Pregnancy does have a way of making you feel like you are a queen and feeling like one will inevitably make you think that anything you wish shall be granted.
I mean you are giving life to another human being, and that really makes you not only a queen but also a celebrated superwoman *cheering sound*, that is if you look it in one way.
But if you look at it from a healthier perspective, you should really be aware that pregnancy, as exalted as it sounds, does not give you the license to eat anything you fancy, or in other words ”eating for two” is a myth, as quoted by Julie Redfern, RD, LDN, a registered dietitian at Brigham and Women's Hospital in Boston.
Just like everyone else, pregnant women need to watch their caloric intake, as their diet greatly affects their baby's overall health and development.
But alas, many pregnant women still make eating errors--mainly because they don't know any better.
According to the National Academy of Sciences, pregnant women should gain between 15 and 35 pounds (~6.8 and 15.8 kg).
You certainly should be increasing the amount of certain nutrients.
But the reality is you need only 100 extra calories a day during your first trimester, and 300 extra calories a day in the next two, that’s about the equivalent of adding an extra glass of milk in the first trimester; a glass of milk, an apple, and a couple of graham crackers in the second and third.
However, the U.S. Department of Agriculture recommends that pregnant women consume 71 grams of protein per day. (Nuts, eggs and lean meats are quick, easy options.)
"You need the extra protein to support new cell growth in the fetus," - Jennifer Ramos Galluzzi, Ph.D., nutrition and science professor.
Just a little heads-up: overeating makes it harder to lose the excess weight after delivery.
But more urgent than that, putting on too much weight during pregnancy can be dangerous for both mom and baby, as it increases your risk of backaches, high blood pressure, and also gestational diabetes which will likely end up in you having to give a cesarean birth because your baby is bigger in size.
Conversely, gaining too little weight during pregnancy may be a concern in itself. It can lead to low birth weight, premature delivery, and, later, developmental delays, along with learning disabilities, and chronic health problems in your baby.
Studies show that weighing too little at birth can predispose your child to diabetes later in life.
More important than how much you gain is what you eat. Everything you take into your body during pregnancy sets the foundation for building your baby in the later life.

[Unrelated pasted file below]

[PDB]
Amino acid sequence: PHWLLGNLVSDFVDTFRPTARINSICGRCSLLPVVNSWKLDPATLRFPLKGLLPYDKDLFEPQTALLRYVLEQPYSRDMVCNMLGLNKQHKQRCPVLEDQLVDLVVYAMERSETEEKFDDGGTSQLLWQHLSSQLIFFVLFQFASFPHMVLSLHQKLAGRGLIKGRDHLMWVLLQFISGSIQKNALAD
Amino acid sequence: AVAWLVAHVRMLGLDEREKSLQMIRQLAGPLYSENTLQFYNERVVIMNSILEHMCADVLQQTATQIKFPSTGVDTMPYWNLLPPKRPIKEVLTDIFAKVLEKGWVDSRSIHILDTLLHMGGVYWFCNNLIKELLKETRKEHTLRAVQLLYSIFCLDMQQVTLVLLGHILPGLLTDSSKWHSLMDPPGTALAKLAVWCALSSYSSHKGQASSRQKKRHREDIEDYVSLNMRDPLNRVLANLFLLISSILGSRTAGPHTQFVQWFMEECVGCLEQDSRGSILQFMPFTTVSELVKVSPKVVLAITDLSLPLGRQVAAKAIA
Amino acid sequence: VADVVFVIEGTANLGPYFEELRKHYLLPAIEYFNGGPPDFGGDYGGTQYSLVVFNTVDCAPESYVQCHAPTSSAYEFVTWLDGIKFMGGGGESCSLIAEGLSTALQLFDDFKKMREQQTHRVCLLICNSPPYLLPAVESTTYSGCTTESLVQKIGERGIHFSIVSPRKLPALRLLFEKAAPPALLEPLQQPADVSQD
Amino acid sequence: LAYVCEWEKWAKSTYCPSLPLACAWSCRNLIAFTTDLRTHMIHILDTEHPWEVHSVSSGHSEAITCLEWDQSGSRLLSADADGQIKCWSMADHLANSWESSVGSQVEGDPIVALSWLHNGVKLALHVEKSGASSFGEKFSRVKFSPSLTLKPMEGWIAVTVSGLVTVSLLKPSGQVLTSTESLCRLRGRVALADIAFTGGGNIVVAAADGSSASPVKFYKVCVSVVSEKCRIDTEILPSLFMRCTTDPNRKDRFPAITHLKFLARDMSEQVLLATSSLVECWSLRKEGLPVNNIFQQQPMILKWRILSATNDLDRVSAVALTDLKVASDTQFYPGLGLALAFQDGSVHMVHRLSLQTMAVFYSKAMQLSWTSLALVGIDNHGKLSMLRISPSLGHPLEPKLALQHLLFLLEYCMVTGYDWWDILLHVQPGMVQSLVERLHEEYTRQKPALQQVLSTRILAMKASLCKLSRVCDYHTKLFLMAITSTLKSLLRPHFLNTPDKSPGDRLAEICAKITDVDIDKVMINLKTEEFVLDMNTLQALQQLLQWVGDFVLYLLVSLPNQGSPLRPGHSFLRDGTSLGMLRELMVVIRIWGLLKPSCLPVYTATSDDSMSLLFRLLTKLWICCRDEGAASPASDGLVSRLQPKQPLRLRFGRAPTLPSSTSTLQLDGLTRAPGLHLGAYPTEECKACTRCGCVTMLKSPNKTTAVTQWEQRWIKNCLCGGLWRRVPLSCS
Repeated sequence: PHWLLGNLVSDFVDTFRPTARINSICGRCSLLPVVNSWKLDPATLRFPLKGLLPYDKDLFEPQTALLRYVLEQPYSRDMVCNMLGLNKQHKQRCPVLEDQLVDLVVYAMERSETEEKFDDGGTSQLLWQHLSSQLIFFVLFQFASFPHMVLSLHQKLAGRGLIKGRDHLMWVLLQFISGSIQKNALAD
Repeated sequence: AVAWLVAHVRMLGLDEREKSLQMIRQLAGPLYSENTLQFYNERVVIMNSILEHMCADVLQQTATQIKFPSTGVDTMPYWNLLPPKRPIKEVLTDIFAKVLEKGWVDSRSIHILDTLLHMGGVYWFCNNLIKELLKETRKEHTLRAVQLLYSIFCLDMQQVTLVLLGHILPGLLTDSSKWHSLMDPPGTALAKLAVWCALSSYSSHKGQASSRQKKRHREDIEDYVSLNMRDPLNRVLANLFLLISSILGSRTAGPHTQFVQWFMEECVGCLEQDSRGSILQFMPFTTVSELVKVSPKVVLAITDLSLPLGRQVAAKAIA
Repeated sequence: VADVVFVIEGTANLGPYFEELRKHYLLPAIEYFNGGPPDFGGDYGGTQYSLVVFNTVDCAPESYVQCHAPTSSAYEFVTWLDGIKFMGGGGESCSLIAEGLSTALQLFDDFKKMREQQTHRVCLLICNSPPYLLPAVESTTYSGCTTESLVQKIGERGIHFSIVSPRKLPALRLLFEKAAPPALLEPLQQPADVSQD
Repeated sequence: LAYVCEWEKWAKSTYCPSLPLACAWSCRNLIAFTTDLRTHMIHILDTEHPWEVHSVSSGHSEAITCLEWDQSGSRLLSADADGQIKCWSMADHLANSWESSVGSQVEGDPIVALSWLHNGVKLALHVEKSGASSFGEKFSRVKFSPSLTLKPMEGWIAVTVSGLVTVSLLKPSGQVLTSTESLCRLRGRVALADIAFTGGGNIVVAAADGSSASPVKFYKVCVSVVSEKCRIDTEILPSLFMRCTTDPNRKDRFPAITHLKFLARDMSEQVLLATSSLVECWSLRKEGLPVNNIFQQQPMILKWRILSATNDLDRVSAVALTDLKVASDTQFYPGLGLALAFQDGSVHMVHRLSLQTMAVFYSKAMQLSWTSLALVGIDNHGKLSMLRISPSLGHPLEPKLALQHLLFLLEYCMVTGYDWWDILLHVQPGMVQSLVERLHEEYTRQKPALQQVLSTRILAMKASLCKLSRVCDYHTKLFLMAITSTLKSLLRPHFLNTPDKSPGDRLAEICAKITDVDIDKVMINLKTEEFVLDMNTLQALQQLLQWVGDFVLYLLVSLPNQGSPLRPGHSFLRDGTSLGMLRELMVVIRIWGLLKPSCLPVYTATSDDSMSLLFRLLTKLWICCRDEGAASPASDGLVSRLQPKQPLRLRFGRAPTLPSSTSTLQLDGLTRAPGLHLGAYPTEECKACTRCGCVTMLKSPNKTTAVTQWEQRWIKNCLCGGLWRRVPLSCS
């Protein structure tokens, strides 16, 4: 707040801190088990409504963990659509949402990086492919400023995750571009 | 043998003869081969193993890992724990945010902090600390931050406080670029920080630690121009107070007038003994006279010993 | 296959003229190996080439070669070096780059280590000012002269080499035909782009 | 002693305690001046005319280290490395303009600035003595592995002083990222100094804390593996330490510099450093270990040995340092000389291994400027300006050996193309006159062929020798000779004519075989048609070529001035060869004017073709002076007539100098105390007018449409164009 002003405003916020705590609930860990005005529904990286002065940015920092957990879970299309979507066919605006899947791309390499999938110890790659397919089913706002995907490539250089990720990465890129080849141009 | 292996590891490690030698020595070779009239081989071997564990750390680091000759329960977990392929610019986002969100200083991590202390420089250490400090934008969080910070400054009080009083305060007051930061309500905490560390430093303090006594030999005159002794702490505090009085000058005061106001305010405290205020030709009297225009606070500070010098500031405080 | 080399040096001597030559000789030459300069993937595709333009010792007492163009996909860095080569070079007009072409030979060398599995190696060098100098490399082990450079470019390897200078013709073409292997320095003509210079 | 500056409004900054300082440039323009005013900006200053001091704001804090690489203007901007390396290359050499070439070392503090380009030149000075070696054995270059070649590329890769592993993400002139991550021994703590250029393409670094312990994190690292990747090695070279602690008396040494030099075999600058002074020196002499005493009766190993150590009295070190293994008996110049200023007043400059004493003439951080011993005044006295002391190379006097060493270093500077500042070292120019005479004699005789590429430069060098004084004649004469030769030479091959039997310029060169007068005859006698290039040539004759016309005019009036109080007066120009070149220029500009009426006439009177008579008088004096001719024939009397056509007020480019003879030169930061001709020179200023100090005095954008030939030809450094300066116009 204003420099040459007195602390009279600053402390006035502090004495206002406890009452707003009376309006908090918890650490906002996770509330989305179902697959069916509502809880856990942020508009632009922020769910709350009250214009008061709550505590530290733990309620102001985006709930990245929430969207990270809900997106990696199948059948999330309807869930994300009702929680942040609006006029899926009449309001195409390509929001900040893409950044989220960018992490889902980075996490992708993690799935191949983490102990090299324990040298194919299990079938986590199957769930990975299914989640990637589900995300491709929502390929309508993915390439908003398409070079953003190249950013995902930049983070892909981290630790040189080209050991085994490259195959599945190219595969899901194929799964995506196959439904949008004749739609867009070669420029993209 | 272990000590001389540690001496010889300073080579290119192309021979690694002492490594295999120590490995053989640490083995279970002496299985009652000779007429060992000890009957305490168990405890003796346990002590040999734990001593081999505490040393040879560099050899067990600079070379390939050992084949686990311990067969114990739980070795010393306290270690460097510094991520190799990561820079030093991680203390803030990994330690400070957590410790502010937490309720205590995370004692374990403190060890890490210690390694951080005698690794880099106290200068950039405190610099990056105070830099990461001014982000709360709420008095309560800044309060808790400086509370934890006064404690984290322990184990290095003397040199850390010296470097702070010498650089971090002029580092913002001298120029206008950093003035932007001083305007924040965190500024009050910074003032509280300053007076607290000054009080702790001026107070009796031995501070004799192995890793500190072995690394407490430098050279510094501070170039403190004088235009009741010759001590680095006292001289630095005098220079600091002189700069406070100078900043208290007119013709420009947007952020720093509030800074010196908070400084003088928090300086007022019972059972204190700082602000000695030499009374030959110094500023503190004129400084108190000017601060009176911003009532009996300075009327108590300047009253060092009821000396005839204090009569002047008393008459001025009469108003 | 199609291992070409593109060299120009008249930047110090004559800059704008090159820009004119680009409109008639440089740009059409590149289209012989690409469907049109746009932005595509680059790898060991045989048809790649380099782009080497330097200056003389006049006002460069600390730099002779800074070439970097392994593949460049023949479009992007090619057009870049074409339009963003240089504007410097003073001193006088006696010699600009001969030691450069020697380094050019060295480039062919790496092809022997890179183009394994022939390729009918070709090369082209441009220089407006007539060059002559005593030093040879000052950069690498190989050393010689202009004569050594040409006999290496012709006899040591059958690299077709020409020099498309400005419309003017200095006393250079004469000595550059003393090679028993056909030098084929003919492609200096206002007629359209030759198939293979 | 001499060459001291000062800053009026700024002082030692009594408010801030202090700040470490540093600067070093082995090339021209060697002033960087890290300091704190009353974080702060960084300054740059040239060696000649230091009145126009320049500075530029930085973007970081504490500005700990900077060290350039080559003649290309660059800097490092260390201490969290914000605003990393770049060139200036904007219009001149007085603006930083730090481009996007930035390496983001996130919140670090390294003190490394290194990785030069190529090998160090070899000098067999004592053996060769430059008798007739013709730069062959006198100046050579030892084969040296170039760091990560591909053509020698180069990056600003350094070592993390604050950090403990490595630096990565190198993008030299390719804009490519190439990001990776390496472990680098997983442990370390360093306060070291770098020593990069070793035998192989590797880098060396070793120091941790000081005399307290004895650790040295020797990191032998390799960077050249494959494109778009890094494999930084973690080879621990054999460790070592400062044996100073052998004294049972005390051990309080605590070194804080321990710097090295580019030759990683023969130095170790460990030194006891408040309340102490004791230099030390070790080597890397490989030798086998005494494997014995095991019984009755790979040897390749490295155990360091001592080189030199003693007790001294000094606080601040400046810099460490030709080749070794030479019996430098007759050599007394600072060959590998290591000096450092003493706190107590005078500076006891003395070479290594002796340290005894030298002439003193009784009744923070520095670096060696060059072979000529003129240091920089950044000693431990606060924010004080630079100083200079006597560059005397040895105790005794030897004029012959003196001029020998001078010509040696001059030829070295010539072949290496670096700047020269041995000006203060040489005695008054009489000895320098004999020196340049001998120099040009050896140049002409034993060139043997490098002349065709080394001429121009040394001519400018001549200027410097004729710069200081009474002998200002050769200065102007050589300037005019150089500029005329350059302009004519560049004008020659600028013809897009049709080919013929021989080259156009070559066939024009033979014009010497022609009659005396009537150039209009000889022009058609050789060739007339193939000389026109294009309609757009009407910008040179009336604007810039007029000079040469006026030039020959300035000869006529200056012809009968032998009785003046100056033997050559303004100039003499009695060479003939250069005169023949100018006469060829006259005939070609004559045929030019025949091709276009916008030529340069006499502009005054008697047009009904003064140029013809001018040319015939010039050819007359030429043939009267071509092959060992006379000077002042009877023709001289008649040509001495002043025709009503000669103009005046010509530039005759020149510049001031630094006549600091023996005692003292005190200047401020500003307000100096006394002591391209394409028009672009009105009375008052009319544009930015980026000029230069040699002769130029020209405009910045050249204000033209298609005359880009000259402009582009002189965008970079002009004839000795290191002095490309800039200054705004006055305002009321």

“The number of extra calories you require is small compared with the amount of extra nutrients. “
The best way to keep your weight gain on target is to eat a varied diet with an emphasis on fresh fruits and vegetables.
You should select foods with important pregnancy nutrients: calcium, folic acid, fiber, and iron by adding more nuts, beans, legumes, low-fat dairy products and lean meats to your diet. All of these give you lots of nutritional bang for your calorie buck.
Also avoid the empty calories found in fast foods, junk foods, and sweets. It’s not a sin to splurge on ice cream every once in a while, but just try to keep it to a minimum.
“Moderate exercise is also a great way to keep weight gain on target.”
Remember that the weight you're gaining is mostly from the growth of the baby and other changes in your body due to your pregnancy.
So instead of obsessing with the scale, focus more on eating lots of healthy foods.
Your body (and your baby) will thank you for it.
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WebMD. (2019). Why Pregnant Women Shouldn't Eat for Two. [online] Available at: https://www.webmd.com/baby/features/pregnant-eat-for-two-right [Accessed 21 Apr. 2019].
Element. (2019). https://master.elementdev.io. [online] Available at: https://www.fitpregnancy.com/nutrition/prenatal-nutrition/eating-two [Accessed 21 Apr. 2019].
WebMD. (2019). Eating for 2 -- but Not Too Much. [online] Available at: https://www.webmd.com/baby/features/eating-for-2-not-too-much#1 [Accessed 21 Apr. 2019].
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